It is no boast to say that the University of Guelph has a certain reputation for developing expertise on environmental science, climate change studies, and an overall culture of environmental awareness. This is a defining feature of the institution.

OPIRG Guelph has been part of this campus culture from the beginning and helped nurture it since our founding in 1976—from our forty year old river clean-ups to the earliest climate change related initiatives on this campus (including all of the building blocks of the Sustainability Office like recycling). That said, we believe it’s time to take the work your community has brought forward to the next level—to truly take the lead in advancing environmental sustainability.

OPIRG has been here long enough to know that this university responds to sensible, powerful, evidence based research and persistent community advocacy. And look at the dividends paid by every innovation that students and your community have researched and advocated for. Can you imagine Guelph as a campus that still didn’t recycle? A campus not known for it ‘green’ attitude? We, students, staff, faculty, and community members, have built that image through work and action to change this campus for the better. What Fossil Free Guelph asks of you now is to take the next, necessary step. To maintain our values, to improve life, to do what needs to be done for this planet and all people, the University of Guelph has to take a stand. There is no do-over. There is no second chance. For years, OPIRG and groups like Fossil Free Guelph have been saying that our work to bring about environmental justice required a move to systemic thinking. Today, you can choose to tackle a system, and stand alongside countless other divesting universities, to help start a movement.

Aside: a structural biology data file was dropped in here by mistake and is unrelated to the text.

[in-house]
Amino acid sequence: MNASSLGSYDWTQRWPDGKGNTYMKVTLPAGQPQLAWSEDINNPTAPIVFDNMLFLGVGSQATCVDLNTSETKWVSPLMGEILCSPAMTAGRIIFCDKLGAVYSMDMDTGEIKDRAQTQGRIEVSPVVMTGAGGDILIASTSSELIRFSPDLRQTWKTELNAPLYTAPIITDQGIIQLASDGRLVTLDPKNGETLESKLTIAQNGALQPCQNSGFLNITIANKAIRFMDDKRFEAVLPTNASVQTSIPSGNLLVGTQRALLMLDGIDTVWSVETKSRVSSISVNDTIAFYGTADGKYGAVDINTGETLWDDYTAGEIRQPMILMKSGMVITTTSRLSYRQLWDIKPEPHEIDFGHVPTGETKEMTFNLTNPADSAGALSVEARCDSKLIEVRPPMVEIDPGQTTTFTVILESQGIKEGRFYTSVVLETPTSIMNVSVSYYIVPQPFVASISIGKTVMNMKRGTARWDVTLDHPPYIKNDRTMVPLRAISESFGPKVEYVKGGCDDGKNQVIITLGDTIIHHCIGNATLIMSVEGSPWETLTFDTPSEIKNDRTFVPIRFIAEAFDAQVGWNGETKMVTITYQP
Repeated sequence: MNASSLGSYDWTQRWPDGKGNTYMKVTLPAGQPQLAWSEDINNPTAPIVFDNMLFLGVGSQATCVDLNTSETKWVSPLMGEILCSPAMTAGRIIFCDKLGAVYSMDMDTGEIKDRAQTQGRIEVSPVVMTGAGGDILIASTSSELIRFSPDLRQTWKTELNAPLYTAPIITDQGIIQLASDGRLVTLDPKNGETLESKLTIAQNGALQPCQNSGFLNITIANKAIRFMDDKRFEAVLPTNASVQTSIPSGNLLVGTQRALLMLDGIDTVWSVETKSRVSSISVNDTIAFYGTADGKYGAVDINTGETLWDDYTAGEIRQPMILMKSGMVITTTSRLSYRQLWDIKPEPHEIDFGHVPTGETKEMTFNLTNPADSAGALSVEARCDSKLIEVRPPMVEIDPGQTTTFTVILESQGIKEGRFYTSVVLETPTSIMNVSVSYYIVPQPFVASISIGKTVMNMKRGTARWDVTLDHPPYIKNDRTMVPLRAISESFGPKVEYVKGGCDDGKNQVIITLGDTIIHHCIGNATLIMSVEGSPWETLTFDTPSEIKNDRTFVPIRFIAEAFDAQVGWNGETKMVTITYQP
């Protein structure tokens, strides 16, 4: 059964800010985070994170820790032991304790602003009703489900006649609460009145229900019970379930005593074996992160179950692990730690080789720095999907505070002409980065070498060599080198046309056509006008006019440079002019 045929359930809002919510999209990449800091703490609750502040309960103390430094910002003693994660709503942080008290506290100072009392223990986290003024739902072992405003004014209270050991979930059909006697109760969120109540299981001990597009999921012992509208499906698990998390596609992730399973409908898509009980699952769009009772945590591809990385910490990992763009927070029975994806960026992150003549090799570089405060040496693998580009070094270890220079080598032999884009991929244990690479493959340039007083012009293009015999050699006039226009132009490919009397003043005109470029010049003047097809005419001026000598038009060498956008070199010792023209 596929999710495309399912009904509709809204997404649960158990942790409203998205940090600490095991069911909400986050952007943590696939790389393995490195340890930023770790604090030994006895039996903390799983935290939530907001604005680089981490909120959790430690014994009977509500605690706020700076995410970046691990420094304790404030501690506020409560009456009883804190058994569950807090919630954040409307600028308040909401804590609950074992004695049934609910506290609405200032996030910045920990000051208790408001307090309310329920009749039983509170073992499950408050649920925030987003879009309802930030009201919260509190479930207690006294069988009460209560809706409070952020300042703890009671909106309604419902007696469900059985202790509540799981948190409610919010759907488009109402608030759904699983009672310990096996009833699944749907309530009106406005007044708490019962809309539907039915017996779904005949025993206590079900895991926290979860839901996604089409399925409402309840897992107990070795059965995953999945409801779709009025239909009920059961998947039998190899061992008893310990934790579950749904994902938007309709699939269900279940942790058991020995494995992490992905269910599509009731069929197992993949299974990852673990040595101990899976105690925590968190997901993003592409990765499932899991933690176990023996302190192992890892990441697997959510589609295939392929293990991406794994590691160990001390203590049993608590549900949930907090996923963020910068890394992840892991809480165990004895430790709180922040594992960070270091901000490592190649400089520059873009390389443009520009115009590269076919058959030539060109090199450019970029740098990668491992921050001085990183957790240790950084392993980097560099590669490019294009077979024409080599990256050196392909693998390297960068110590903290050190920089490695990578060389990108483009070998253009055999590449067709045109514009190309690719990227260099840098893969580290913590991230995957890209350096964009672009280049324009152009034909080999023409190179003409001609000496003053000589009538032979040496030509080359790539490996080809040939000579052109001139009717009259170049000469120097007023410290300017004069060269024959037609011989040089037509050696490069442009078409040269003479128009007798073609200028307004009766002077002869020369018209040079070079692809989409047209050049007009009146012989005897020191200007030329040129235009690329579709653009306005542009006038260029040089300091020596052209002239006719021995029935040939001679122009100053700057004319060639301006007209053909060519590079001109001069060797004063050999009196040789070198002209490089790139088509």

The University of Guelph alone cannot win the fight against fossil fuels, but it can be the next domino in a chain reaction that can  change our habits, our systems, and our world in good way. For the people most affected by climate change, for the nations trespassed and polluted  by industry, for the future we seek to build together… we have to act.

What that action will be, for this University, is up to you.

With hope for our future and your decision,

— OPIRG Guelph Board of Directors and Staff